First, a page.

Drinking one sugar-sweetened drink a day increases liver cancer risk by as much as 78 percent, study finds

Soft drink with a straw in a pile of sugar cubes
More research is needed to confirm the link, but the new findings suggest that drinking one sugary beverage a day can increase your risk of liver cancer. Photo credit: Getty Images

Drinking just one sugar-sweetened drink such as tea or coffee each day is linked to an increased risk of liver cancer, new research has found.

For people with a sweet tooth, that risk could rise to as high as 78 percent, according to the new findings.

As part of the study, researchers from multiple institutions - including Harvard T. H. Chan School of Public Health - analysed data from 90,504 post-menopausal women, aged 50 to 79, over nearly 19 years. The women had participated in the Women's Health Initiative, a long-term investigation that was launched in the early 1990s. The participants were also asked to answer a series of questions regarding their diets. 

The team wanted to determine if there was a pattern between the consumption of sugary drinks, like soda and fruit juices, and a greater risk of developing liver cancer.  

Around 7 percent of the women reported consuming one or more 12-ounce servings (roughly 355 millilitres) of sugar-sweetened beverages per day. 

A total of 205 women developed liver cancer - and the women who drank one or more sugar-sweetened beverages daily were 78 percent more likely to fall ill with the disease. 

The women who were consuming at least one sweetened drink per day were 73 percent more likely to develop liver cancer than those who enjoyed three or less per month, the researchers found. 

"Our findings suggest sugar-sweetened beverage consumption is a potential modifiable risk factor for liver cancer," said University of South Carolina doctoral candidate and the study's lead author, Longgang Zhao.

"If our findings are confirmed, reducing sugar-sweetened beverage consumption might serve as a public health strategy to reduce liver cancer burden.

"Replacing sugar-sweetened beverages with water, and non-sugar-sweetened coffee or tea could significantly lower liver cancer risk."

The findings were presented at the annual meeting of the American Society for Nutrition, NUTRITION 2022 LIVE ONLINE, which is being held virtually between Tuesday, June 14 and Thursday, June 16. 

However, the researchers noted that further studies are required to determine if, and why, sweetened beverages may contribute to liver cancer.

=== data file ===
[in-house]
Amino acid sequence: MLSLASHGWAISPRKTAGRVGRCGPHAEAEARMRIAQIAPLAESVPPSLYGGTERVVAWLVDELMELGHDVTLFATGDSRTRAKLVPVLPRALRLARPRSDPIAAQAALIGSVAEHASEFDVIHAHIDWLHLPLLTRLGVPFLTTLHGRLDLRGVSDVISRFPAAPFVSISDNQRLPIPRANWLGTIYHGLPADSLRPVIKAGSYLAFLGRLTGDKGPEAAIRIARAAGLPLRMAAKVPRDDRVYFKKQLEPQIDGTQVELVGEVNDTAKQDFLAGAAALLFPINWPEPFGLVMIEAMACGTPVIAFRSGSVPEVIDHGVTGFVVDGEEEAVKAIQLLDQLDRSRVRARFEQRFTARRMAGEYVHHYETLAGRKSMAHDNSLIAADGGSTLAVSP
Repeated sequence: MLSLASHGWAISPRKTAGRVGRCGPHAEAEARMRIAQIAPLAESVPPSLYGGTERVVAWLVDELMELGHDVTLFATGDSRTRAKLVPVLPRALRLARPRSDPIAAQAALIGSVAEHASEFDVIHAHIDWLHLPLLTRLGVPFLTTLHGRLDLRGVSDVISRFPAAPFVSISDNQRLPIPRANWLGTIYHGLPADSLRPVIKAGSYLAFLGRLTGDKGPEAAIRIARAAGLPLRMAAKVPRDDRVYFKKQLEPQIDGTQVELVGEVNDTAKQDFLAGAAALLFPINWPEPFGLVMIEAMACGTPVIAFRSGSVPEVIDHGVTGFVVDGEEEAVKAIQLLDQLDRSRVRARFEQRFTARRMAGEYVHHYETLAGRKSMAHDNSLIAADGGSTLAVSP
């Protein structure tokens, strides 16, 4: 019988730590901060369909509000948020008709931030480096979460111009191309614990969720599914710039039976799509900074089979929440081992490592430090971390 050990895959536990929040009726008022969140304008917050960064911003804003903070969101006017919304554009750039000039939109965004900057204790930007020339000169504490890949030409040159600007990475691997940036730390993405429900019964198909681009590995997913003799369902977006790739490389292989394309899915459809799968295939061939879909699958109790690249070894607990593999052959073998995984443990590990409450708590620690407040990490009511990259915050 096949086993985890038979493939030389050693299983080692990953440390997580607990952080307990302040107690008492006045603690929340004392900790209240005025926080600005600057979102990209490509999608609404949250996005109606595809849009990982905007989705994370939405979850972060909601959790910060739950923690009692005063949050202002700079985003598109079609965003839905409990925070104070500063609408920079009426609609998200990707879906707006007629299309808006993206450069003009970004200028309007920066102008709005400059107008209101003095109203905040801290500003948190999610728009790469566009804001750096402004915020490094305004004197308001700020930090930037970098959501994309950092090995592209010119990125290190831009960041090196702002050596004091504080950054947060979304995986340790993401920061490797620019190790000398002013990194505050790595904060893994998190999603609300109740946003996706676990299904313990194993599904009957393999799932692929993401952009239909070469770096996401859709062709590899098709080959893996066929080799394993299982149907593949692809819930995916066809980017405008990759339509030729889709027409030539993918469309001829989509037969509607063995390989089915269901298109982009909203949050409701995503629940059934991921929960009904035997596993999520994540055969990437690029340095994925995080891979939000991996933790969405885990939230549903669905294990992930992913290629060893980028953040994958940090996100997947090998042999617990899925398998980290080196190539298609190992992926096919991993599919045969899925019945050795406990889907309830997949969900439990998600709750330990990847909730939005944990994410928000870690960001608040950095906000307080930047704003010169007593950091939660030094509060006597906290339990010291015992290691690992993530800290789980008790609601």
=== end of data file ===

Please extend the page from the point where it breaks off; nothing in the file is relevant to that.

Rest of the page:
The researchers said it may be due to sugar increasing the likelihood of becoming obese and developing type 2 diabetes, both of which are risk factors for the disease. Soft drinks and sweetened beverages can also contribute to insulin resistance and the build-up of fat in the liver, both of which play a role in the organ's health.

The primary limitation of the study is that it was observational, meaning the link cannot currently be considered certain. Other lifestyle factors may also play a role in a heightened risk for developing the disease, the researchers noted, such as alcohol consumption.

The findings suggest that cutting back on the intake of sugary drinks may help to reduce the risk of liver cancer, if the link is confirmed by further research, Zhao said. 

"Replacing sugar-sweetened beverages with water, and non-sugar-sweetened coffee or tea could significantly lower liver cancer risk."

A glass full of sugar cubes
New research suggests that consuming one or more sugary beverages each day could increase your risk of liver cancer by as much as 78 percent. Photo credit: Getty Images

In New Zealand, liver cancer disproportionately affects Māori. According to the Hepatitis Foundation of New Zealand, research indicates that Māori are among those at the highest risk for hepatitis B, a serious liver infection most commonly spread by exposure to infected bodily fluid. Liver cancer is a serious complication of chronic hepatitis B and about 5 to 10 percent of people with the virus may develop liver cancer if it is left untreated. According to the Ministry of Health, Māori have higher incidence and mortality rates than non-Māori, with more than 60 Māori diagnosed with liver cancer each year.

According to the Cancer Society, symptoms of liver cancer can include fatigue, pain the stomach and abdomen, a swollen tummy, pain in the right shoulder, vomiting and nausea, unexplained weight loss, yellowing of the skin and the whites of your eyes (jaundice), pale-coloured faeces and a fever. However, early-stage liver cancer often has no symptoms. 

Data published by the Ministry of Health in 2010 projected there would be "continuing increases in risk" for primary liver cancer in both men and women.

"Although relatively rare, primary liver cancer [has] been steadily increasing in both sexes for at least half a century… related mainly to persistent infection with hepatitis B virus."

Liver cancer is the sixth most commonly diagnosed form of cancer worldwide, according to the World Cancer Research Fund International, with cases of the disease and related deaths on the rise in the United States,  according to the American Cancer Society

Liver cancer is diagnosed around 2800 times per year in Australia, with around 2400 deaths recorded annually. In the United Kingdom, liver cancer is diagnosed around 6200 times per year, making it the 18th most common cancer. In the UK, only 13 percent of sufferers live for five or more years after their diagnosis.